by Jaimey Strauch
In this day and age we find ourselves obsessing and stressing over all the wrong things. We remain in a state of ignorance to what is important in life, and how easily it can be taken away from us. Too many of us are blissfully unaware of what challenges people have faced with more courage than we can muster up for even a midterm exam. For example, how many of us know the facts of brain tumors? Most of us just picture Dr. McDreamy from Grey’s Anatomy. We don’t see the big picture. We don’t realize any one of us could be plagued by a brain tumor.
The facts are these: Every day 575 people are diagnosed with a brain tumor. That’s an average of 23 people per hour. There are over one hundred and twenty types of brain tumors, making treatments and diagnosis very difficult. Some brain tumors can’t be detected through blood testing, which means an MRI or CT scan are the only effective diagnosis tools. Brain tumors also don’t care if you’re young or in terrific physical shame. They are the leading cause of cancer-related deaths in children under the age of twenty. That should make these facts very relevant to everyone.
There are people on our campus who either have a brain tumor, or know someone who have been through the horrors of one. You wouldn’t know it to look at them, but they know troubles you can’t imagine. Many of us on campus know Rick Franzo as the manager of the Convenience Store below the student union. He greets every one of us when we come in and ask how our day is going at checkout. Few know that Rick is a Meningioma brain tumor survivor. On Wednesday November 2nd Rick conducted a lecture about brain tumors for a biology class. His story is one that could touch anyone, while informing them on what is truly important.
Two years ago in the spring of 2009 Rick was playing horseshoes at a barbeque when he lost his strength and coordination in the right side of his body. It was unexpected and had never happened before so he went to the doctor. After seeing a neurologist and having an MRI he was told he had a brain tumor roughly the size of a cheeseburger that had been growing for nearly a decade. It was a Meningioma, which is a benign tumor, meaning non-cancerous or non malignant. However benign suggests it’s not harmless, which is not the case. If he hadn’t of gone to the doctor when he did, he would have been dead within two weeks of the barbeque. After ten and a half hours of surgery to remove the tumor, Rick woke up with a third of his skull replaced with titanium and paralyzed from the waist down.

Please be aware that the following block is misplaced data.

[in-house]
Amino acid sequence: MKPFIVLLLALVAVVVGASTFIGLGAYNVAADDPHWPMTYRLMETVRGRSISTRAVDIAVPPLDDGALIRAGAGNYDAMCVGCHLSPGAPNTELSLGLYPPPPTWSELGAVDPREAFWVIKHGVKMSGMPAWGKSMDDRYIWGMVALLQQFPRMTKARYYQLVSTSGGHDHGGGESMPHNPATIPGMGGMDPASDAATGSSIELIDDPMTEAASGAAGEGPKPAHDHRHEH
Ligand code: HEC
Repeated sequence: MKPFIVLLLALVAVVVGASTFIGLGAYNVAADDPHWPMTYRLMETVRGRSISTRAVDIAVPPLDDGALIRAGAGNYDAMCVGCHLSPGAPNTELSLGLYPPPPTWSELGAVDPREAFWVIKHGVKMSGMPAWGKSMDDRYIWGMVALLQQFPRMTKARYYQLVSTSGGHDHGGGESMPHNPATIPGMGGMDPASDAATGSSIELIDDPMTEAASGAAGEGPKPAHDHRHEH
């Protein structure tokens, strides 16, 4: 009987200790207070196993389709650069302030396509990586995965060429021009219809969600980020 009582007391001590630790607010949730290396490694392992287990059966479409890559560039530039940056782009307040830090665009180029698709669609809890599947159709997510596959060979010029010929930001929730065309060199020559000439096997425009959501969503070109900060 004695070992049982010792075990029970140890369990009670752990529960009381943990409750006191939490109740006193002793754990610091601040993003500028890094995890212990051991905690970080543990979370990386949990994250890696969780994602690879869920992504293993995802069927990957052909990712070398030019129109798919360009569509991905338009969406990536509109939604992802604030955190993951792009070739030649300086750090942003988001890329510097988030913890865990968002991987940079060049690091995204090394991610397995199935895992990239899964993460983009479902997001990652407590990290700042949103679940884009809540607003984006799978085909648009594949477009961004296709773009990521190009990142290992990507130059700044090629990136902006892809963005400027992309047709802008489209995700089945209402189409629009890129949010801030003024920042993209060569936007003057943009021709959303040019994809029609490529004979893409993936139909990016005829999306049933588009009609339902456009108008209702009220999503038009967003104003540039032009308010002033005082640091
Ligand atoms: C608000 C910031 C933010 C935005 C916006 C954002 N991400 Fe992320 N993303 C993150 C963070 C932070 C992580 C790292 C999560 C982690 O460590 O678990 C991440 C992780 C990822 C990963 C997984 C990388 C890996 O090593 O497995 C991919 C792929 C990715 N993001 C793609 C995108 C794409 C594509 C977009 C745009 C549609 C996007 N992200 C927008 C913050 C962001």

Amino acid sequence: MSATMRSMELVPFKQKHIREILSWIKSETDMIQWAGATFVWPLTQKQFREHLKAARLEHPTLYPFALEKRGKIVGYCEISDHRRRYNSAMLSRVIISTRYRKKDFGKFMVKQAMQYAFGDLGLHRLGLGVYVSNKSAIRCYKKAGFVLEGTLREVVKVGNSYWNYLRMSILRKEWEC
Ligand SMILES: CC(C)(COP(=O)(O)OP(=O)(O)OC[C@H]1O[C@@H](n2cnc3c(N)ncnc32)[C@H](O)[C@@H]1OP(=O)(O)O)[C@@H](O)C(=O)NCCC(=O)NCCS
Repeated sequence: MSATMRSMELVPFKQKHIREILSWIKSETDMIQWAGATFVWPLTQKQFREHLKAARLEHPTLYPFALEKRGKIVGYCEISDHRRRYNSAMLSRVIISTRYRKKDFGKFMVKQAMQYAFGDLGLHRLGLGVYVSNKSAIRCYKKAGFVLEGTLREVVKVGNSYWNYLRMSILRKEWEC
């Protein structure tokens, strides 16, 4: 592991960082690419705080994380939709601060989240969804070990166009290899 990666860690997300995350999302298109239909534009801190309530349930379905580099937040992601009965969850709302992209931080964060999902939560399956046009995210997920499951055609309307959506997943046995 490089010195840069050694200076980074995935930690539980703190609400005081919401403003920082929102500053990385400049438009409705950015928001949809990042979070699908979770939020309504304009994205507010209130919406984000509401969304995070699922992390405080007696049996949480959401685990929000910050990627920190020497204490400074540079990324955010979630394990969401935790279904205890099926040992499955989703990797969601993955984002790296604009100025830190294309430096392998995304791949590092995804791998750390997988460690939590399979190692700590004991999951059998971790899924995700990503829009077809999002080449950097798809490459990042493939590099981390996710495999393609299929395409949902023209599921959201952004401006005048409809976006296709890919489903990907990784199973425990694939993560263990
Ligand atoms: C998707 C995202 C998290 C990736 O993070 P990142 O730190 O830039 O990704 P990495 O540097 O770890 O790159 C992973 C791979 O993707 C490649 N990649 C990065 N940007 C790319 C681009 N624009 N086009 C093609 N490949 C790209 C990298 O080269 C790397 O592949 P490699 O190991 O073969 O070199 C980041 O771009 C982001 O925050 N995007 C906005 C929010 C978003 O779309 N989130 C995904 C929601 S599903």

For many people it would have been easy to give up at that point. Instead, Rick spent months relearning how to walk and take care of himself. He pushed himself to do more and set goals so that he could be the husband and father he was before he knew about the tumor. While there were moments when he felt hopeless, he kept fighting. He was able to do this due to the support system he had. “So many people in the brain tumor community feel alone” Rick told the class. Luckily he had the help of his family and friends, as well as the staff that helped him return to the capabilities he had before the surgery. Not to mention the Student Activities Assoc., Inc. that kept his job waiting for his return. ESU should be proud to have an employee who loves his job as he does, and still greets us with a smile even after his ordeal.
Rick Franzo’s story is truly one that put’s life into perspective, and gives inspiration. In February of this year he found out he has a second Meningioma, and may need radiation treatment. His response to this was “I’m going to kick it out as many times as it comes back, because like I said, I gotta live.” The class applauded after this statement, and it’s this attitude that people should adapt to any challenges they face.
The purpose of the lecture, as well as Rick’s story, is to inform. It could happen to you, it could happen to your neighbor’s son, it could happen to any of us. As Rick says, “Tumors don’t discriminate. They’re bullies that need to be beaten.” People need to be aware that while brain tumors don’t have to be a death sentence, they need to be taken seriously. There’s strength in knowledge, so stay informed and spread the support.
If you wish to know more about brain tumors, or if you or someone you know is battling one, here are some links to sites with information, as well as support groups.
The Brain Science Foundation: www.brainsciencefoundation.org
National Brain Tumor Society: www.braintumor.org
American Brain Tumor Association; www.abta.org
Kelly Heinz Grudner Brain Tumor Foundation: www.khgfoundation.org
Miles for Hope: www.facebook.com/milesforhope
Brain Tumor Talk: https://www.facebook.com/groups/221698948725/